My Valentines ❤️

My Valentines ❤️️ – Charles William Norman & Dalsie Mabel Mills, my parents. This picture was taken in 1956 at a state fair, before they married. They both were about 24 years old. My dad was killed in a vehicle crash in 1979 (I was 16). My mom never remarried & lived until 2009. She always said that my dad was the “only man she ever loved.” Their marriage was not perfect — far from it — but their love always prevailed. They taught their children to “do unto others as you would have done unto you”, love from the heart, reach for your dreams and God is great — they showed us how to live, love & laugh. 💕They will always be my Valentines. #family #parents #dad #mom #valentines #livelovelaugh #godisgreat #followyourdreams #genealogy #jennealogy #myjennealogy

Advertisements

Veterans’ Day – Dedicated to the Cause of World Peace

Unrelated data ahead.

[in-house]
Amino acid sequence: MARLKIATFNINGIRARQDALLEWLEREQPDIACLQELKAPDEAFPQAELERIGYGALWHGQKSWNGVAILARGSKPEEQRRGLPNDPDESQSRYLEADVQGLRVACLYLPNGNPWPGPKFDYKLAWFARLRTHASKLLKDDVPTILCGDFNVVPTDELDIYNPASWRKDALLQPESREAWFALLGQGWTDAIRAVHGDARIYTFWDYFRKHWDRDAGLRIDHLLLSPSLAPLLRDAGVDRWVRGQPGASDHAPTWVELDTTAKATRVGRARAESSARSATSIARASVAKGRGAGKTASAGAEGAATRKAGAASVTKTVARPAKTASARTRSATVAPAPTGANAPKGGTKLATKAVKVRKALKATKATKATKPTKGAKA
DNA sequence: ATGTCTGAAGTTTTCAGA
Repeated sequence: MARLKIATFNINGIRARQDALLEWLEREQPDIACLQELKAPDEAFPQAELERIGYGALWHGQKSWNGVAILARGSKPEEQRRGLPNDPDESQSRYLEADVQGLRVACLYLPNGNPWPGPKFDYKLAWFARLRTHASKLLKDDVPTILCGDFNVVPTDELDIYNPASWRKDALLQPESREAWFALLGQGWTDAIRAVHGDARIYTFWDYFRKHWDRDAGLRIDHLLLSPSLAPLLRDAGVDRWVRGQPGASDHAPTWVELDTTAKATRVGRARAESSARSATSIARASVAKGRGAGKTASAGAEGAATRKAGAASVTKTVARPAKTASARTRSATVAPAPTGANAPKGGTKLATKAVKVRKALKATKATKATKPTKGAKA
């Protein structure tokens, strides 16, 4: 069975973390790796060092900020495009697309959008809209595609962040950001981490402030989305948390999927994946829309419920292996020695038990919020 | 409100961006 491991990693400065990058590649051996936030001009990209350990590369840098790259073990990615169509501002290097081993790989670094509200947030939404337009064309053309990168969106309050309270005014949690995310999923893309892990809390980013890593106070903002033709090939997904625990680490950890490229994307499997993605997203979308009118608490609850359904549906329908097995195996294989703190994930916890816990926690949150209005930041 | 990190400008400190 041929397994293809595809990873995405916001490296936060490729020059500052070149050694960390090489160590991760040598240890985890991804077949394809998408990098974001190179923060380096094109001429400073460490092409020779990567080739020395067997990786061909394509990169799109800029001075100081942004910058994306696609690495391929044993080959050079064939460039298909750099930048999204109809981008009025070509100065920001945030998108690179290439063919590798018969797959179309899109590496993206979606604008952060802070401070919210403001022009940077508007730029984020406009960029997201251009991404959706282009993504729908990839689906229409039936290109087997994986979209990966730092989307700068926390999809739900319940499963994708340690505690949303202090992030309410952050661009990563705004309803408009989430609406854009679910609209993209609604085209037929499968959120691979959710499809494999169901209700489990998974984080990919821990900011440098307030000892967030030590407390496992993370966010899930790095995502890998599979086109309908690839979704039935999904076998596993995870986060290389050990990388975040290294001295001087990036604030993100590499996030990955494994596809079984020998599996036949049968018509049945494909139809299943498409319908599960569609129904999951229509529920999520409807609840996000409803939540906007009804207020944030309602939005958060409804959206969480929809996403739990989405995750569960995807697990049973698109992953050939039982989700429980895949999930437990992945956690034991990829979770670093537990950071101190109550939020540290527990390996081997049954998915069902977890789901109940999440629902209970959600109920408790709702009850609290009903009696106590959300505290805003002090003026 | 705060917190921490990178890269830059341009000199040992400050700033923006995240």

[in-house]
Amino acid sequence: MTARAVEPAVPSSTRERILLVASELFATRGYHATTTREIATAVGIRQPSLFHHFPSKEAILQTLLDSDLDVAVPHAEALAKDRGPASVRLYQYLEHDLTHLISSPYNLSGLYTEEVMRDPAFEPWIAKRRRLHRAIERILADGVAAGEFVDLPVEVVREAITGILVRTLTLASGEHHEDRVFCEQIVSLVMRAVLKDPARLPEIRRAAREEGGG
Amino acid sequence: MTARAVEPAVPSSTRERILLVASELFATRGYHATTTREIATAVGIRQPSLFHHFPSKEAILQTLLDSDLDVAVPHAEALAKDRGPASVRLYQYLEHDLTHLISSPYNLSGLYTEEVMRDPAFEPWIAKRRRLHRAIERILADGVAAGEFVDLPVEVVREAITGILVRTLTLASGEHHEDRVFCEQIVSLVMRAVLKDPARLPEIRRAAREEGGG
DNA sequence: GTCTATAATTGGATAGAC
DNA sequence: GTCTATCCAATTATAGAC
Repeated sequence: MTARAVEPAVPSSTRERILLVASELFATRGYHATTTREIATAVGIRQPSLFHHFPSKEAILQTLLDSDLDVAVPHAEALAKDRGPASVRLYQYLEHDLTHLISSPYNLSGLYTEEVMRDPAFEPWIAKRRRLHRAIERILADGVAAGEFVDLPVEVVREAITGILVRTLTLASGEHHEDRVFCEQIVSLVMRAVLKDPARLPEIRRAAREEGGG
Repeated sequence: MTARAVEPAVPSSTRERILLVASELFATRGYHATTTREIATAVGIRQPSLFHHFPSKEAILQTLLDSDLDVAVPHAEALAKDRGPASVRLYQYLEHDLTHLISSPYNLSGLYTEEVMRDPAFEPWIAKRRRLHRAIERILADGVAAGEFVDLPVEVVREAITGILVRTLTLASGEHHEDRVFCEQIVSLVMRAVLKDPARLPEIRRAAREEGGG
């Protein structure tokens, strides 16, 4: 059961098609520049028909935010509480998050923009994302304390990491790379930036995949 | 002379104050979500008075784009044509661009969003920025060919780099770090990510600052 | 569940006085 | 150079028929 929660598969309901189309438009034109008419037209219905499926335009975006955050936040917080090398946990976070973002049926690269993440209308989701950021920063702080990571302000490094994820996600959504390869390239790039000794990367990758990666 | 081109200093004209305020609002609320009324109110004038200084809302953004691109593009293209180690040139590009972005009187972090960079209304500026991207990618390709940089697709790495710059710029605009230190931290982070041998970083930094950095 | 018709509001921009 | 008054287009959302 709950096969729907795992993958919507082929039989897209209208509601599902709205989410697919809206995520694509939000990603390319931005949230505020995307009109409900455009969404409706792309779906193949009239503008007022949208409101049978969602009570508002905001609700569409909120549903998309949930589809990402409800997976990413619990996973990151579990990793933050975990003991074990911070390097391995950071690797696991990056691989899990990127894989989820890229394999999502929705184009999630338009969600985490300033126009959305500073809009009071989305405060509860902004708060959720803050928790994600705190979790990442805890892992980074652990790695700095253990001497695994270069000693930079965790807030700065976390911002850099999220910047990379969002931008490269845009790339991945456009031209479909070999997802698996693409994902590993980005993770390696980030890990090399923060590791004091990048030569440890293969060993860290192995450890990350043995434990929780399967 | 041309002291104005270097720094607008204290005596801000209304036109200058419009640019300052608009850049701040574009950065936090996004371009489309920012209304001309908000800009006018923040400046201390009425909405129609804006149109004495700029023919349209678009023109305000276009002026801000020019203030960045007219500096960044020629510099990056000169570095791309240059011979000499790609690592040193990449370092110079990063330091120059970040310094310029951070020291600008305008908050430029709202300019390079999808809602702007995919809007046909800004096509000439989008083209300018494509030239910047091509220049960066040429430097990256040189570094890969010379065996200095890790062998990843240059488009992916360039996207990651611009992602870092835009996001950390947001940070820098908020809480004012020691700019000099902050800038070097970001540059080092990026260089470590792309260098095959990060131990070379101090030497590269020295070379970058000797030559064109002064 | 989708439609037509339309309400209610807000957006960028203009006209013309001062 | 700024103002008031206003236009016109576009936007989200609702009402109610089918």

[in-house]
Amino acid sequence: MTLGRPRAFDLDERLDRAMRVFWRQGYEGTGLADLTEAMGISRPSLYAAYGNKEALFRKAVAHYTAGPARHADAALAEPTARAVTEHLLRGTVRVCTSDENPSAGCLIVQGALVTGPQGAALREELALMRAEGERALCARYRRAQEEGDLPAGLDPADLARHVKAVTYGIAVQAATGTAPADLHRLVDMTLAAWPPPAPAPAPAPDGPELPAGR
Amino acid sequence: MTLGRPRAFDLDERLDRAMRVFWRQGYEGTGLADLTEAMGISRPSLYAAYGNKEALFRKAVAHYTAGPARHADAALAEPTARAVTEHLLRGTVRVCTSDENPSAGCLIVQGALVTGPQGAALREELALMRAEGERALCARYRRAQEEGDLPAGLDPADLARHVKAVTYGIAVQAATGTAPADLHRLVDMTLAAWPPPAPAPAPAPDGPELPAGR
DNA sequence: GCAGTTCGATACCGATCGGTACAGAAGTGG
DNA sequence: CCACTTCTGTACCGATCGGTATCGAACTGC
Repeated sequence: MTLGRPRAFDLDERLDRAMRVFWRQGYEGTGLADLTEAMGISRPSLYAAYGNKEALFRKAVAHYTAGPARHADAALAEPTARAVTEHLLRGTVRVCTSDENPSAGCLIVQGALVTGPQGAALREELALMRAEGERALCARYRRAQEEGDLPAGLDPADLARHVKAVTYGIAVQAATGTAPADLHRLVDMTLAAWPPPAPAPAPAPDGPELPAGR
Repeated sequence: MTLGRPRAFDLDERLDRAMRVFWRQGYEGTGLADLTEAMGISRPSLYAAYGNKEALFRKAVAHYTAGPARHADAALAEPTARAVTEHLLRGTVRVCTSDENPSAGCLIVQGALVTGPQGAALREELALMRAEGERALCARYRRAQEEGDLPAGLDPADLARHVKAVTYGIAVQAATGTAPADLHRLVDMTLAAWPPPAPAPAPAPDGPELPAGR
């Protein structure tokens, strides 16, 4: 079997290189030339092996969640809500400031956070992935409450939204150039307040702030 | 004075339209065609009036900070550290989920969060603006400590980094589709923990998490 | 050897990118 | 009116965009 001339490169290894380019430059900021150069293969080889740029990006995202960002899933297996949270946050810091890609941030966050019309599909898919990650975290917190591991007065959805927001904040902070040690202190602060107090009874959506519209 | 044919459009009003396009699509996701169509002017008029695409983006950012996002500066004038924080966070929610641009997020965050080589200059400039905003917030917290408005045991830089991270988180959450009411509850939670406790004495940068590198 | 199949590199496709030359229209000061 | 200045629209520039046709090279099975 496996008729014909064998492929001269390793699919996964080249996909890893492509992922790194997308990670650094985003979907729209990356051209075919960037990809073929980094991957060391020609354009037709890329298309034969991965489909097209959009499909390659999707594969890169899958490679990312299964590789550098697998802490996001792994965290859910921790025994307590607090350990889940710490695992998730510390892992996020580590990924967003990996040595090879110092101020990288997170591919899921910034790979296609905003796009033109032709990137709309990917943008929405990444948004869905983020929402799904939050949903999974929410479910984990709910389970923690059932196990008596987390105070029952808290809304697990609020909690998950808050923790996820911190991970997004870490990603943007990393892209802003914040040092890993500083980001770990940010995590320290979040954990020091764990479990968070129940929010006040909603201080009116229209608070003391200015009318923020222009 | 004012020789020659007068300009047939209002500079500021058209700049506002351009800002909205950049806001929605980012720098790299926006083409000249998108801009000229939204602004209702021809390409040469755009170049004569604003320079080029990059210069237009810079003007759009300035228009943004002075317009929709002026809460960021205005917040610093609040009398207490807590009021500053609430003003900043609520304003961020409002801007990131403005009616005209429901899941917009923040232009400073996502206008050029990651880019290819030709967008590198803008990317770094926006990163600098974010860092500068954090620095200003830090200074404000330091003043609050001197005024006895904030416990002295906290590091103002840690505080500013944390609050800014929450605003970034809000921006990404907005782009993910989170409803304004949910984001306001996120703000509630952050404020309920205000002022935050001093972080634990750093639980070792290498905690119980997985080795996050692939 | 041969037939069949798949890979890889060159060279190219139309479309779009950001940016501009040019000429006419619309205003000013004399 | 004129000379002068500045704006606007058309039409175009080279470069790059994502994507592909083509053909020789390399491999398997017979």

Norman Charles WAccording to Military.com, Veterans Day (November 11th) was originally set as a U.S. legal holiday to honor Armistice Day – the end of World War I, which officially took place on November 11, 1918. Established by Congress in 1938, November 11 was “dedicated to the cause of world peace and to be hereafter celebrated and known as ‘Armistice Day.’ The declared holiday honored the veterans of World War I. Then in 1954, following both World War II and the Korean War, the Act of 1938 was amended by striking out the word “Armistice” and inserting the word “Veterans.” November 11th became a day to honor American veterans of all wars. Today I think of all the those within my family that sacrificed so much to serve America in wars that have been critical for world peace.  They were dedicated to the preservation of freedoms and liberties of our Nation and throughout the world.  For over 235 years, members of my family have defended and fought for the sacred values held within their hearts, many of the same are written within the Bible and the documents of our Nation’s foundation.  They have  served and fought for freedom not only because they felt it was their duty, but because they knew it was a call of honor.  Today I enjoy many liberties and freedom in America because of those who served and sacrificed for all.   Thank you to many family members, particularly the following: